This early in the morning very few people of fashion ventured out into Hyde Park, so Claudia considered herself safe for half an hour to follow her inclinations. At the moment, that included riding properly, not the sedate walk allowed by society.
The rough track extended before her like a challenge, and only one or two people were cantering along it. The morning mist, like steam from a kettle, drifted around the bare earth and the grass bordering it. Trees spread their sheltering boughs at a short distance. Behind her lay houses and civilization. In front, who knew?
Claudia walked her horse, urged him to trot, and then to canter. The breeze drifted past, ruffling her hair, even though she’d taken care to pin it firmly to her head, and her hat on top of that.
As she passed a man riding on a fine chestnut, she kicked her mount into a gallop and shrieked.
Such delight, to let herself go for just a few minutes! Here in town she had to think every moment of every day, work out what she should do and why, and behave like a proper lady.
Hooves thundered behind her in a pounding gallop. A race! Her heart quickened and she urged her horse faster, leaning over his neck to gain an extra spurt of speed.
Her hat flew off, but apart from a shot of annoyance she ignored it. The breeze accelerated to a wind, and some of her hairpins went, too. She shouted with laughter, glanced to the side, and then back again.
Grim determination delineated the features of the man galloping by her side. He returned her glance.
After a moment, she recognized him. He looked nothing like the exquisite she’d met in the company of her brother at the draper’s.
This man wore plain riding-dress and rode with the skill of someone born in the saddle. No polite society smile graced his grim features. The hooded eyes and lazy regard were nowhere in evidence. In that one glance his sharp, fierce glare had almost stunned her.
Enough to make her lose her concentration for the second it took her horse to stumble. She had to stop.
Regaining her seat, she pulled on the reins, shortening them as her mount slowed his pace.
Lord St. Just did the unforgiveable. He rode close and tried to seize the reins. “What are you doing?” she demanded, snatching them out of the way.
“Dismount,” he ordered. That was what it was—an order.
Although she usually responded badly to commands, Claudia obeyed this one. If she did not, who could tell what he would do? She didn’t know him well enough to take the risk of defying him. If he told her brother what he’d just witnessed, Marcus could well make her early morning gallops impossible.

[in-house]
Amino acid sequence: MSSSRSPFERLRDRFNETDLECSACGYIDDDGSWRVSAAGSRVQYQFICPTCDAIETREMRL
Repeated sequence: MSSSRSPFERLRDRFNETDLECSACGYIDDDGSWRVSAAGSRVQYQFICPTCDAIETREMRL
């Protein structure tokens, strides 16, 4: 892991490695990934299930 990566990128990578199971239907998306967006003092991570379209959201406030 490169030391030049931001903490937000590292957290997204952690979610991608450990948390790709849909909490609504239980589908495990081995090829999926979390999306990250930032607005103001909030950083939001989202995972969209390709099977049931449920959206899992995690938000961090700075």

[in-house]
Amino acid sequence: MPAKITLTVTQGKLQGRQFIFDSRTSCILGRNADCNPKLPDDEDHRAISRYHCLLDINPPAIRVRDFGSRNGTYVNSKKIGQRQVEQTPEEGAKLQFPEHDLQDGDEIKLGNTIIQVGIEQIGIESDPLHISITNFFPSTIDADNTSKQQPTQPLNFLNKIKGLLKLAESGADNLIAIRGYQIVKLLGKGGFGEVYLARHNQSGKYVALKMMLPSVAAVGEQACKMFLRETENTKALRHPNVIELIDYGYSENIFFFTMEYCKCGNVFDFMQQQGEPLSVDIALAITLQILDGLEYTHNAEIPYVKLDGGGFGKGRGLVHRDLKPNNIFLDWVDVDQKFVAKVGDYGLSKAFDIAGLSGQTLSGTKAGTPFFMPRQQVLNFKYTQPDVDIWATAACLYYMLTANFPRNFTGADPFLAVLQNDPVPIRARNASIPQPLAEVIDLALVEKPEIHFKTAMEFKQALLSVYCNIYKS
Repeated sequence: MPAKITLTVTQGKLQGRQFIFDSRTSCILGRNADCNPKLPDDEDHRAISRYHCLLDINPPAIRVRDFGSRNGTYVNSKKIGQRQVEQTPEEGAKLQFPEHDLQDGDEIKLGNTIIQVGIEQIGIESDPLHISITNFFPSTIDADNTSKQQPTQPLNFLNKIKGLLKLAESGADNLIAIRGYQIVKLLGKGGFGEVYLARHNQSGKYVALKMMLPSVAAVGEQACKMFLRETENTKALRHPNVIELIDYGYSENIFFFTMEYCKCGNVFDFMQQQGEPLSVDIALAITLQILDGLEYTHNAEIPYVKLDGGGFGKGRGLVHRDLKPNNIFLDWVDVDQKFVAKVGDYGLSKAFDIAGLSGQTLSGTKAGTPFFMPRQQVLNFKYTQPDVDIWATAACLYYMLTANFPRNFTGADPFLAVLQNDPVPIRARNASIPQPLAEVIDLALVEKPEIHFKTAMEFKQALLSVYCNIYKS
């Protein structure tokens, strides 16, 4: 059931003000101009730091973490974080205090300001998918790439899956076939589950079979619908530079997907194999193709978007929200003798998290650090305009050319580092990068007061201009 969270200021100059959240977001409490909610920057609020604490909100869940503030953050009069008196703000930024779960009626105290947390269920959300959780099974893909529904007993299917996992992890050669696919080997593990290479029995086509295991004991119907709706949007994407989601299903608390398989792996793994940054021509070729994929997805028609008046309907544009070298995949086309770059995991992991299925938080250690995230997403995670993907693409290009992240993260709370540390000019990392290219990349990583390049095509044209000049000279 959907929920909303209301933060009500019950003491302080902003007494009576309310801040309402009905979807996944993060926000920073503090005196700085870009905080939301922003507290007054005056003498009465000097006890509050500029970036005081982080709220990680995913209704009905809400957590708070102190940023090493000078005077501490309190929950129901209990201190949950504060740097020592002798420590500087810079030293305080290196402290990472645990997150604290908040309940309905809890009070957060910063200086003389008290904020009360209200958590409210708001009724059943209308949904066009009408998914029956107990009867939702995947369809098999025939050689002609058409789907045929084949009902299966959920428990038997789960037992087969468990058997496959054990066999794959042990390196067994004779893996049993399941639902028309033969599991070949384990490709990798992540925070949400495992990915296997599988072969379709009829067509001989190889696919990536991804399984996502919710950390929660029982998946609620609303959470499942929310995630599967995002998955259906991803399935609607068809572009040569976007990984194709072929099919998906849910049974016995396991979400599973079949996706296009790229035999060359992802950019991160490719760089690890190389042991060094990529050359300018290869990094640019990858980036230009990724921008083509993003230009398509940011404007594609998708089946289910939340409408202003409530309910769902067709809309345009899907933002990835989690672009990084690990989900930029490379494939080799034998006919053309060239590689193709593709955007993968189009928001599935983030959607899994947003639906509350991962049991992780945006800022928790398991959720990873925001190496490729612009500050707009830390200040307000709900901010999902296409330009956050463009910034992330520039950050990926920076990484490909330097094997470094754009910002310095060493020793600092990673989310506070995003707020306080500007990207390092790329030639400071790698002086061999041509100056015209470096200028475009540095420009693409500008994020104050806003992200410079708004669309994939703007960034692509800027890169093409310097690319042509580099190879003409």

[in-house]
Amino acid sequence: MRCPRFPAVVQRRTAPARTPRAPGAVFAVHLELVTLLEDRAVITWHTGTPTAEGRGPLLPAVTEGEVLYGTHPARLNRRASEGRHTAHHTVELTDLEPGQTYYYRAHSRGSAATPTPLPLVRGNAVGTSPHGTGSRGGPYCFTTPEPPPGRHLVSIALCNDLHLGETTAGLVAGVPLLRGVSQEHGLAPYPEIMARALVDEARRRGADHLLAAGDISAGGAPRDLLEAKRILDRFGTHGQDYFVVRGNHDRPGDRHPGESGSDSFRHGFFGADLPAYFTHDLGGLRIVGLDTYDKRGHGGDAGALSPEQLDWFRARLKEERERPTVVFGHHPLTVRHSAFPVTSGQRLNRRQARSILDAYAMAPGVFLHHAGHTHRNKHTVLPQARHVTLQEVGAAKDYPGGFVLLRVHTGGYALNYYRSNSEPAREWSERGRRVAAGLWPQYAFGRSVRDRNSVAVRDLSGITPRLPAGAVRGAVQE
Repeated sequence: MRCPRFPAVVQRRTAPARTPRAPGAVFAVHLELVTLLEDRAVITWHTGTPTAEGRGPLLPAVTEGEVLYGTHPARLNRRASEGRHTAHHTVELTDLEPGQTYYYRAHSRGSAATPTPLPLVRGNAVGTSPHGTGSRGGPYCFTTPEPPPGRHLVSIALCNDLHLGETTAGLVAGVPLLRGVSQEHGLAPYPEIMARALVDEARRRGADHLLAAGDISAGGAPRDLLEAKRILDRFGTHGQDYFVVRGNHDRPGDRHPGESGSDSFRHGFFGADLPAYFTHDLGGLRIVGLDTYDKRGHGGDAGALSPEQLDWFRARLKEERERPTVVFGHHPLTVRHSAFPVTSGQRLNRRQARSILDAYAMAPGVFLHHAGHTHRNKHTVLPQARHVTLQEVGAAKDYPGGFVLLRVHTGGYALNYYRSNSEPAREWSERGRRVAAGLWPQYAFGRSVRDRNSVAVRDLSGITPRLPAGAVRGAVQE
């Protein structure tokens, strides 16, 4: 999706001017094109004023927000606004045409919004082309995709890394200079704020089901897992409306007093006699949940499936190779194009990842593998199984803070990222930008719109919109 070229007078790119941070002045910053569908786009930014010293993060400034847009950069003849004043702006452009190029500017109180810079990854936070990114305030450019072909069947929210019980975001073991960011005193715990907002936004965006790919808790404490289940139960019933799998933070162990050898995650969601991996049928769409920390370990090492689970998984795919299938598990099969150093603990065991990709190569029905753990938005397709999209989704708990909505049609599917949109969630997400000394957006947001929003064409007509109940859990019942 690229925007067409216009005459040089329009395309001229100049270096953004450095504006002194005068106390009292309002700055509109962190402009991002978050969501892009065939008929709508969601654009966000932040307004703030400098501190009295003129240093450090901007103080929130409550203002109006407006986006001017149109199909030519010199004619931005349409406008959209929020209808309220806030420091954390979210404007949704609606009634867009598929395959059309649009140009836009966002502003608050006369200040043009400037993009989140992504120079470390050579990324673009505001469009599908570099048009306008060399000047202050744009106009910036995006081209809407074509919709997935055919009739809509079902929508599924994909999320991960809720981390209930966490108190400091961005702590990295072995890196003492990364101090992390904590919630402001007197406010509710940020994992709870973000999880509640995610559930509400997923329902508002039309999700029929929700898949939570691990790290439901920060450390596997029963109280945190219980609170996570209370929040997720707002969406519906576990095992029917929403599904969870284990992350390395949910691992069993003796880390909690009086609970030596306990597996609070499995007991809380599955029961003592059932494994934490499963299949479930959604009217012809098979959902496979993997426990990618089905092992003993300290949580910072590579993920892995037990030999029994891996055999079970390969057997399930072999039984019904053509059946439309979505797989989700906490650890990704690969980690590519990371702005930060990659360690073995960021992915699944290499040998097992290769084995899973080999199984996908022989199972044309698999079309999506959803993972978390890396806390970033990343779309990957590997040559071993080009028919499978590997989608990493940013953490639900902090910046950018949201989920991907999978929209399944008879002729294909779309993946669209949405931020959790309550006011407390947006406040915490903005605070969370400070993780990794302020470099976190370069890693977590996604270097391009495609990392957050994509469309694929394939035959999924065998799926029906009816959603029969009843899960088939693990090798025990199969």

Sighing in exaggerated annoyance, she drew her horse to a halt by a couple of large elm trees. Before she could slide out of the saddle, he was off his horse and had his hands around her waist. His firm grasp and the way he held her as if she weighed nothing sent exhilaration flying through her. He settled her gently on the ground.
Then his annoyed expression brought her back to earth. “What were you thinking? I saw you and heard you cry for help.”
Even his voice sounded sharper, harder. She preferred this no-nonsense viscount to the man of fashion she’d met yesterday. However, she couldn’t allow him to get away with a blatant untruth. “I was shouting with pleasure, not crying for help. Don’t you know the difference?”
An expression she could only describe as wolfish made his eyes brighter, gleaming with feral promise. “Sometimes they sound remarkably similar.”
Dragging her close, he brought his lips down on hers.
When she gasped, he drove his tongue into her mouth. Was the man mad?
Mad or not, he kissed extremely well. Abandoning her reputation and her reason, Claudia flung her arm around his neck and returned his embrace with all the enthusiasm she could muster. Almost better than a dawn gallop.
He groaned, and the vibrations echoed deep in her throat. He liked this as much as she did. He slid his tongue around the interior of her mouth. She caressed it, the connection intimate enough to send a thrill right to the heart of her.
When he tried to pull away, she tightened her hold on him. She wasn’t ready for this to stop.
Unfortunately his strength was superior to hers, and on his second attempt he pulled away. But she didn’t let go.
“Lady Claudia, you are a flirt.”
She smiled wickedly. “Oh, I’d say this was a bit more than flirting, wouldn’t you?”

Friday, December 11, 2015


I went to see ‘Suffragette’ last month and although I enjoyed it, I do have some reservations about its production. For one thing it seems sad that Meryl Streep got to be Emmeline Pankhurst (even if she was only in it for about five seconds). As a feminist, Emmeline and her daughter Christabel have always heroines of mine and it seems a pity that in order to attract the American market we had to hand over one of our greatest female role models to the US. Not that I have anything against Meryl Streep; she’s a fantastic actor, but she got to play Maggie. Did we really have to hand over Emmeline as well?